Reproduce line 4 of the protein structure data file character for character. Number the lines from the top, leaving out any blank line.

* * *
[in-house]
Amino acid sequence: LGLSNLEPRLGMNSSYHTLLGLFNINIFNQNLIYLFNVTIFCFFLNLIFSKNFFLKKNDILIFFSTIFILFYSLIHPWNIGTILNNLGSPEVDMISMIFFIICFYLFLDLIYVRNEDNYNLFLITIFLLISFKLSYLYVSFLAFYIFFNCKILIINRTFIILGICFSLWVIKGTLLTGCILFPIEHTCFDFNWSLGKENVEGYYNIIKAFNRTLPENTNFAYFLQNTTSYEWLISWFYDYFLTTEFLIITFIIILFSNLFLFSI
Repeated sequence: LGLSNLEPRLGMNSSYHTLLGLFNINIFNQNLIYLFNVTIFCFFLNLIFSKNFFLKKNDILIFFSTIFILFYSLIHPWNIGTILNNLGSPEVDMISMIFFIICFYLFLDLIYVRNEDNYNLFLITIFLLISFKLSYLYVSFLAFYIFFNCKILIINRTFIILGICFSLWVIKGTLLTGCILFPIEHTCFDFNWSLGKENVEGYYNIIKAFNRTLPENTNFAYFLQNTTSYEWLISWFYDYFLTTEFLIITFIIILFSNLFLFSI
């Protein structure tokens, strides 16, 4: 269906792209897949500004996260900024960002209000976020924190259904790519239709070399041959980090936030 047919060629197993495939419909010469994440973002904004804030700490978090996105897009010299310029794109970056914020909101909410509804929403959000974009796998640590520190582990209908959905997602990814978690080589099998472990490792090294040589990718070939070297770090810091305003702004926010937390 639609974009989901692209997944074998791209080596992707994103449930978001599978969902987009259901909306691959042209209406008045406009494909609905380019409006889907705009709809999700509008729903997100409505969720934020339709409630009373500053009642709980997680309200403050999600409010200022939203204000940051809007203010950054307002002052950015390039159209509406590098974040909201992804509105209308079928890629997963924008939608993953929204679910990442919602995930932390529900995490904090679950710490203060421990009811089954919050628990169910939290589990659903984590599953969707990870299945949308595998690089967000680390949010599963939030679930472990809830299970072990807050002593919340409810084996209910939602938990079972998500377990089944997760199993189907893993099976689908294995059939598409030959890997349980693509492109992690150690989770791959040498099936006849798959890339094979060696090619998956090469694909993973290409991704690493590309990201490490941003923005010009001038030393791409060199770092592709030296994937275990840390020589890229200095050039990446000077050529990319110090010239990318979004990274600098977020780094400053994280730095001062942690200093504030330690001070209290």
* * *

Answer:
């Protein structure tokens, strides 16, 4: 269906792209897949500004996260900024960002209000976020924190259904790519239709070399041959980090936030 047919060629197993495939419909010469994440973002904004804030700490978090996105897009010299310029794109970056914020909101909410509804929403959000974009796998640590520190582990209908959905997602990814978690080589099998472990490792090294040589990718070939070297770090810091305003702004926010937390 639609974009989901692209997944074998791209080596992707994103449930978001599978969902987009259901909306691959042209209406008045406009494909609905380019409006889907705009709809999700509008729903997100409505969720934020339709409630009373500053009642709980997680309200403050999600409010200022939203204000940051809007203010950054307002002052950015390039159209509406590098974040909201992804509105209308079928890629997963924008939608993953929204679910990442919602995930932390529900995490904090679950710490203060421990009811089954919050628990169910939290589990659903984590599953969707990870299945949308595998690089967000680390949010599963939030679930472990809830299970072990807050002593919340409810084996209910939602938990079972998500377990089944997760199993189907893993099976689908294995059939598409030959890997349980693509492109992690150690989770791959040498099936006849798959890339094979060696090619998956090469694909993973290409991704690493590309990201490490941003923005010009001038030393791409060199770092592709030296994937275990840390020589890229200095050039990446000077050529990319110090010239990318979004990274600098977020780094400053994280730095001062942690200093504030330690001070209290």